We finally got to Yosemite this year. We had planned an ambitious backpacking trip from Tenaya Lake to Yosemite Valley with day hikes to Clouds Rest and Half Dome for the 4th of July weekend, but the weather did not cooperate. My oldest son and his fiancee could not make the rescheduled dates (18-23 August) due to other plans and very busy schedules, but I was set on getting to Yosemite and finding some way to go up Half Dome at a minimum. We got Wilderness permits online before scheduling the trip to be sure we had some sort of plan. The permit wasn’t for the trip we really wanted to do but it was available and we decided it would work if we couldn’t get a better one at the park. Our “back up” permit was to backpack from Glacier Point to Illiloutte Creek campgrounds and stay over night, and then to Little Yosemite Valley on day 2, a third day for day hiking and then hike out and drive home. Our real plan was to get better Wilderness Permits by showing up before the 11 am walk-up permit release at the Wilderness Center in Yosemite Village. As the trip got closer, I decided we should spend a couple of nights in the Valley to enjoy that part of Yosemite, and to be sure we would have a good shot at the walk-up permits that we really wanted. The start of our backpacking trip was Saturday so we took off work Thursday, and Friday to and drove up to Yosemite on Thursday. I have never stayed in the Valley before. Last year we stayed in Hodgdon Meadow campground and enjoyed it, but this year I wanted to be right in the Valley. There are several options in the Valley, but most fill up well in advance and/or are very pricey. I had not stayed in Camp Curry before and decided to get a tent cabin there for our stay before backpacking. Camp Curry was not really what I expected. Because it was a tent, I thought it would be more like camping, but there are several differences. One, you have to park quite a distance from your tent unless you are lucky. Second you cannot cook in Camp Curry. They have a bear locker for each tent, but if you stay in Camp Curry, do not plan on cooking unless you want to drive to one of the picnic areas in the Valley (quite a hassle). Bring food that doesn’t require cooking, snacks, and drinks but leave the stove and pans at home. Camp Curry is collocated with Curry Village which has many of the same shops, restaurants, and services that you’ll find in Yosemite Village, so plan on enjoying what Curry Village has to offer. If you forgot a piece of camping gear the Sports Shop is actually bigger and better stocked than the one in Yosemite Village. We got in late, but that isn’t a problem; the desk at Curry Village is open all night. We got our keys, parked as close to our tent cabin as we could, moved all our food and scented items to the bear locker, and hit the rack. Friday morning we headed over to Yosemite Village for a coffee, pastry, and got in line early for our walk-up wilderness permit. There were about 8 folks in front of us even 2 hours early, but they were waiting for different permits, so we got the permits for the our “upgraded plan”. The new wilderness permit allowed us to go straight from Glacier Point to Little Yosemite Valley on Day 1, and we planned to do day hikes to Half Dome, and if we felt up to it Clouds Rest from there. You can request Half Dome permits with no other reservation when you get a wilderness permit for that area, just remember to ask for them when you pick up your wilderness permits. Clouds Rest does not require a specific permit. With our permits in hand, we walked from the Wilderness Center in Yosemite Village to Yosemite Lodge to get our bus tickets for the ride to Glacier Point the next morning. I should have gotten those before we arrived, but did not. We were lucky and there were seats available on the 08:30 bus. On the walk back to Yosemite Village we took a detour to Lower Yosemite falls, took off our sandals and walked out on the rocks to get a good view. Unfortunately we didn’t bring the camera, but we got some great mental pictures!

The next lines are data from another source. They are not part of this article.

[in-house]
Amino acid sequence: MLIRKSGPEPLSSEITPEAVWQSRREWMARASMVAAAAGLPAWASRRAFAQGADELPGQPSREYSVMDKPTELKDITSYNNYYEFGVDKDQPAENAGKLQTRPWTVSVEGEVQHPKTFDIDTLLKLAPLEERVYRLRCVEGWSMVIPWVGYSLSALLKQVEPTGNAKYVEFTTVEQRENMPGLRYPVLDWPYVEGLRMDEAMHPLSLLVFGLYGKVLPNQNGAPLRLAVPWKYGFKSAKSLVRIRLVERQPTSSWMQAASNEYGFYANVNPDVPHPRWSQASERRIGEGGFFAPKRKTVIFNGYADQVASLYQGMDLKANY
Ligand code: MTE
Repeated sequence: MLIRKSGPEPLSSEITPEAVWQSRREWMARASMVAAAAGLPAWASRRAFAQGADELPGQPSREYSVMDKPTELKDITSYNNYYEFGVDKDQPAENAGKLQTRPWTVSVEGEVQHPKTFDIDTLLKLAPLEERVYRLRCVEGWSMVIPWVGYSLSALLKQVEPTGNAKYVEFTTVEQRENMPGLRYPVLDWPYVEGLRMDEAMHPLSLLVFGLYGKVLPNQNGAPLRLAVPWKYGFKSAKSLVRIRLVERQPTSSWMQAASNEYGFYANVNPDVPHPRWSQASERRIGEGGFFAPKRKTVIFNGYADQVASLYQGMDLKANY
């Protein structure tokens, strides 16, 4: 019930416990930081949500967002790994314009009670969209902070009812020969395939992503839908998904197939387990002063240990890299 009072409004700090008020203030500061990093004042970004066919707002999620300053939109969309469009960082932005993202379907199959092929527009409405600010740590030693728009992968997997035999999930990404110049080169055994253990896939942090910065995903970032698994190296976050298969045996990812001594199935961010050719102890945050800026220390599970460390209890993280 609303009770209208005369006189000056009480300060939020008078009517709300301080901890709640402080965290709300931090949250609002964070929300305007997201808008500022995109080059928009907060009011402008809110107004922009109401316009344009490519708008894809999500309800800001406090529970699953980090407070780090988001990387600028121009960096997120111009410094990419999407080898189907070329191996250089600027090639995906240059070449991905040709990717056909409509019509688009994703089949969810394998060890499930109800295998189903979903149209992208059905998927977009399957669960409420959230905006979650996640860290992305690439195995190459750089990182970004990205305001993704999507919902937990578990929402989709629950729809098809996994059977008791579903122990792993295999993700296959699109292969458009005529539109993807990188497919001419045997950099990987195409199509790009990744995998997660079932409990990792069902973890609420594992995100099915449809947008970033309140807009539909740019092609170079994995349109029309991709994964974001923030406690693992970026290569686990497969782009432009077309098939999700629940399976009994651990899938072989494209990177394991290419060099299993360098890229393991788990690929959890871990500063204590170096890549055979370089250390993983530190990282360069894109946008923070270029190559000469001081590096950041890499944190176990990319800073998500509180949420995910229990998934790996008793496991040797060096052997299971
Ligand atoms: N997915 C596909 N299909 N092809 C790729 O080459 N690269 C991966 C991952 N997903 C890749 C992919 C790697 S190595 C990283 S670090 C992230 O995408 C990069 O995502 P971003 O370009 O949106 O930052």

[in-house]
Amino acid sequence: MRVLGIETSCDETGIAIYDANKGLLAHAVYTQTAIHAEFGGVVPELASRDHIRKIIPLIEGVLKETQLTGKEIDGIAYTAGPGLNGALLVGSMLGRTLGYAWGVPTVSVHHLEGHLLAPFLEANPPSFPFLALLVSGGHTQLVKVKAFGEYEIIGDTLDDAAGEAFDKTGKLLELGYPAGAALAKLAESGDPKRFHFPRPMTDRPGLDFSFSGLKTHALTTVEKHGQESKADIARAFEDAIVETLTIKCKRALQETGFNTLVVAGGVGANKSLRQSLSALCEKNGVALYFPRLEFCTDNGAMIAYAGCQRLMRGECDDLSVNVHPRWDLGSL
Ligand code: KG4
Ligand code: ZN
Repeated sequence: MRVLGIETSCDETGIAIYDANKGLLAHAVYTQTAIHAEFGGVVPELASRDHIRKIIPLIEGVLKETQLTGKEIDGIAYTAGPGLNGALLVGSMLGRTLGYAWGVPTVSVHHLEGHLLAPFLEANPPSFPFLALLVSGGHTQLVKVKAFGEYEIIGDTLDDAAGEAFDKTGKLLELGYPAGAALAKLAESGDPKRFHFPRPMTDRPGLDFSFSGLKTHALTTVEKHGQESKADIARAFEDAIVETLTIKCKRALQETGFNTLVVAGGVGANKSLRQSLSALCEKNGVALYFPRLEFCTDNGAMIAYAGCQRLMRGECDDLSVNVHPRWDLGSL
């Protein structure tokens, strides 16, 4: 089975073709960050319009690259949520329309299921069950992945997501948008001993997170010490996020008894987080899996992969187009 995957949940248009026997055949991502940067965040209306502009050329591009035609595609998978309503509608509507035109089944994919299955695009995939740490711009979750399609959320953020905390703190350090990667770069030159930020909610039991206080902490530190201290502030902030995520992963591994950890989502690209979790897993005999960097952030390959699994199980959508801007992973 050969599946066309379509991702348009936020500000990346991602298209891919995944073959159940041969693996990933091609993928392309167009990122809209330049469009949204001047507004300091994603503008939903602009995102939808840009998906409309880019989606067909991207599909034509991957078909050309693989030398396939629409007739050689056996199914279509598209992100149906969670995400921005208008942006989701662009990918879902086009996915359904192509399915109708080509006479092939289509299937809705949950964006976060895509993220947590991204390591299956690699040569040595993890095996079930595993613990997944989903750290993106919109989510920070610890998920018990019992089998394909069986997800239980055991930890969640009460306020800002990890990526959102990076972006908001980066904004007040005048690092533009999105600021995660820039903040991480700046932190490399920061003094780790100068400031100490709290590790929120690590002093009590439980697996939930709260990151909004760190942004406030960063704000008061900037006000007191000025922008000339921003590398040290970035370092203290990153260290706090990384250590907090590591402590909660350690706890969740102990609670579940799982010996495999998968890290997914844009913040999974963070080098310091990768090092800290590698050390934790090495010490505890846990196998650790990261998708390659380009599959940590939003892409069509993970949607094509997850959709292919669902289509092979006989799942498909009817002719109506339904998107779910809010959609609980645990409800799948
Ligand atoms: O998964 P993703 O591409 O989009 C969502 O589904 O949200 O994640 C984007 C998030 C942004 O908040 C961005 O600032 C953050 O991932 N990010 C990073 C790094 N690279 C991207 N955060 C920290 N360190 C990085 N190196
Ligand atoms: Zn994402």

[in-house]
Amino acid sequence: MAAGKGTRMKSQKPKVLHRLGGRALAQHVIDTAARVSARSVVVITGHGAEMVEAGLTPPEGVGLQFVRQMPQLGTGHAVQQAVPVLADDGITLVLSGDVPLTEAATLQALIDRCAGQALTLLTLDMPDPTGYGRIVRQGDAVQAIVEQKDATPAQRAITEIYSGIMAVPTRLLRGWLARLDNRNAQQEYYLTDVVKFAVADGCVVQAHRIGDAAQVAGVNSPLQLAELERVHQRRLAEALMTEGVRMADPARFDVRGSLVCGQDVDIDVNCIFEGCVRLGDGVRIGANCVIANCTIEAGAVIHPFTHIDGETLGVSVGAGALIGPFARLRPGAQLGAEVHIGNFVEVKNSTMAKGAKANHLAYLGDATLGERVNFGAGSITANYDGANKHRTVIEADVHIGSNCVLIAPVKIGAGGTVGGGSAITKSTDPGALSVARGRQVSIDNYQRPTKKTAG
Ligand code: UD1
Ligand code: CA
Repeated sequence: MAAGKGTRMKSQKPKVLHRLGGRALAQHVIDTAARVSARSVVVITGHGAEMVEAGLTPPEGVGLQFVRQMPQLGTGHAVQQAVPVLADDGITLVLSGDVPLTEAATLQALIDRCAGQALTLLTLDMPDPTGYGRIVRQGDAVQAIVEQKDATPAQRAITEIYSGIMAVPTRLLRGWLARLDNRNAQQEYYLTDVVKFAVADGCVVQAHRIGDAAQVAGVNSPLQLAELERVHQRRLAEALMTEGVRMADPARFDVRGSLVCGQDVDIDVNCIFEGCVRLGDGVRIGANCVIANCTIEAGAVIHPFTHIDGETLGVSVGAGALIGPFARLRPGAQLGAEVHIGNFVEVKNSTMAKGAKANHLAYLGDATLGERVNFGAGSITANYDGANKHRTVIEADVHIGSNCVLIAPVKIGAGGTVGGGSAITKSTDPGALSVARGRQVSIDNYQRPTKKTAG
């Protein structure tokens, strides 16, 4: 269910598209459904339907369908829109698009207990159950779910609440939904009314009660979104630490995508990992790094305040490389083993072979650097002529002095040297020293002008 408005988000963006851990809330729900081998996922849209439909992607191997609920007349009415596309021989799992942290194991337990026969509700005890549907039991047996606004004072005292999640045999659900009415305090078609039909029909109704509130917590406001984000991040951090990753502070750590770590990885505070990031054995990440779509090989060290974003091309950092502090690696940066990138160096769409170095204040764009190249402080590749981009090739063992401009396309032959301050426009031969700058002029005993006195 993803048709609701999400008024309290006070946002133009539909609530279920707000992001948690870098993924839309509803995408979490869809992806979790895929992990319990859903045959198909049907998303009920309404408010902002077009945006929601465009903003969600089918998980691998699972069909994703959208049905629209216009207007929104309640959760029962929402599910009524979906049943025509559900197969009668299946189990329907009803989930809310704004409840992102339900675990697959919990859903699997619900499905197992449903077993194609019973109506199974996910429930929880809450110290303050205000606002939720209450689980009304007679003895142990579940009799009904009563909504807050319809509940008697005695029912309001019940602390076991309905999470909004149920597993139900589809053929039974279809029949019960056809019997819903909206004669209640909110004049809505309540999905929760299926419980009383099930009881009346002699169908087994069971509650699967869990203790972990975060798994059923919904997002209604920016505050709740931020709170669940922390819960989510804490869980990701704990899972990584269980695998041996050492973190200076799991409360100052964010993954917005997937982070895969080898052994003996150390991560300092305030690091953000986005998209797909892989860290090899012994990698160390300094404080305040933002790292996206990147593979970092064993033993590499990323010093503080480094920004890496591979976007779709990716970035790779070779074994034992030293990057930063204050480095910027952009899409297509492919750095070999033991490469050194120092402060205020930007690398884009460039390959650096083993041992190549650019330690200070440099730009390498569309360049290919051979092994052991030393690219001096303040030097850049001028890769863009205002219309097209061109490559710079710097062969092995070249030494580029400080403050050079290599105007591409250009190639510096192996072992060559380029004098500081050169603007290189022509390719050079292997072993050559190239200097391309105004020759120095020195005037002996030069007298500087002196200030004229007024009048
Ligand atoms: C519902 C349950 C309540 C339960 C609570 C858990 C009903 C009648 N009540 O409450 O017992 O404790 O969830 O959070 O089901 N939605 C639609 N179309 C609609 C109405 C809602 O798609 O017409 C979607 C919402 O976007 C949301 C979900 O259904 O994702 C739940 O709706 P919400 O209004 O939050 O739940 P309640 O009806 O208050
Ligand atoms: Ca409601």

Once we had the permits and bus tickets we headed over to the Ahwahnee to check it out. Our original plan for July was to stay our last night at the Ahwahnee but didn’t add that luxury to our new plan. However, we wanted to at least check it out for another time. It it a beautiful lodge right at the base of Half Dome. The granite wall is right there. Inside the lodge takes you back in time. I’d love to stay there for a night or two sometime soon. We walked around the grounds and through the public parts of the lodge. After relaxing for a while at the Ahwahnee we headed back to our Tent/cabin to ensure our gear was set up for a quick getaway in the morning.